Following years of ‘linguistic confusion’, researchers from Virginia Tech and Cornell have teamed up to solve America’s 'hard cider' identity crisis.
As the US fascination with craft beer continues, cider has enjoyed something of a renaissance during the past ten years even if Americans continue to struggle with its identity.
While this can be traced back to the prohibition era this ‘linguistic confusion’ still exists today where ‘apple cider’ means something completely different to its American And British consumers.
On the West coast of the Atlantic, what the British refer to as cider is usually called hard cider, with cider and apple cider being reserved for the non-alcoholic varieties. Confused yet? You’re about to be. For those of you that thought non-alcoholic cider might just be another way of saying apple juice, you’re wrong. The former is typically an unfiltered version of the latter.
So, if you’re drinking in New Hampshire, apple cider is like unfiltered apple juice, but served piping hot with added mulled spices.
“Look further across Europe and you’ll find that America’s version of apple cider is the outlier—cidre in France and sidra in Spain are both akin to British hard cider, rather than the American mulled beverage,” says Siddhi Lama for Atlas Obscura.
With both sweet and hard cider-makers milling and pressing apples to extract juice, a key difference between the two comes down to fermentation and type of apples. For instance, astringent, tannin-rich varieties are fermented to create full-bodied hard dry ciders. Whereas the hot, mulled beverage Americans know is made from culinary apples like Jonagold Honeycrisp and Gala.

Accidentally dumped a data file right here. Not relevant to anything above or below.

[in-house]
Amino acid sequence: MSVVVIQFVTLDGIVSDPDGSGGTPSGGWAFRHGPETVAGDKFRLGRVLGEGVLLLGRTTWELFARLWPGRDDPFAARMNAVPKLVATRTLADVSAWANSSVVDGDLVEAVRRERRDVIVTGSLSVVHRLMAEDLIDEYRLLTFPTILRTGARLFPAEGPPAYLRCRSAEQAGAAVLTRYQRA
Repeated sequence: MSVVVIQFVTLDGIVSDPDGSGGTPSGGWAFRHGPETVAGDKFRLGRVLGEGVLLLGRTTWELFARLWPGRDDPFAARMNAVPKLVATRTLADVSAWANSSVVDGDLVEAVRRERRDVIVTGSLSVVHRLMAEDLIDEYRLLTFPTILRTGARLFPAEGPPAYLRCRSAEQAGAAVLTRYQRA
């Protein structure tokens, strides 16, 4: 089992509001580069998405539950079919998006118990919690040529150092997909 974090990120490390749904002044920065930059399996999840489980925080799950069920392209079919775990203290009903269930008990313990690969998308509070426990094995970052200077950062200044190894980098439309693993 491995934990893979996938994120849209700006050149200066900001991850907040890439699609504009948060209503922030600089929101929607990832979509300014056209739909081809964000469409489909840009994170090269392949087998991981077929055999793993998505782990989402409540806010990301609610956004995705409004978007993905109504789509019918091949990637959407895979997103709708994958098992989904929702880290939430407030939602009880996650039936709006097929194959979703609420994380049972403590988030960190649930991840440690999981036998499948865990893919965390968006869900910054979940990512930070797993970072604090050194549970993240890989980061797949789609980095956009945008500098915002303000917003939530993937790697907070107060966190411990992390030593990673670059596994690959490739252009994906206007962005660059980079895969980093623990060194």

However, American hard cider has grown so quickly as an industry that a unified descriptory language was never developed for it. This means that consumers don’t know what to look for when buying cider and cider-makers aren’t consistent in what they put on their bottles to represent the flavours inside.
This has lead to a branding identity crisis for the beverage and now researchers from Virginia Tech’s Department of Food Science and Technology and Cornell’s Department of Population Medicine and Diagnostic Sciences are teaming up to change that and the way cider is marketed to consumers in future.
To do that, they intend to create a more ‘consistent and descriptive marketing language’ which enables consumers to try new ciders whilst also being able to savour a type in the same manner that you might enjoy a Cabernet Sauvignon, Malbec or Gavi.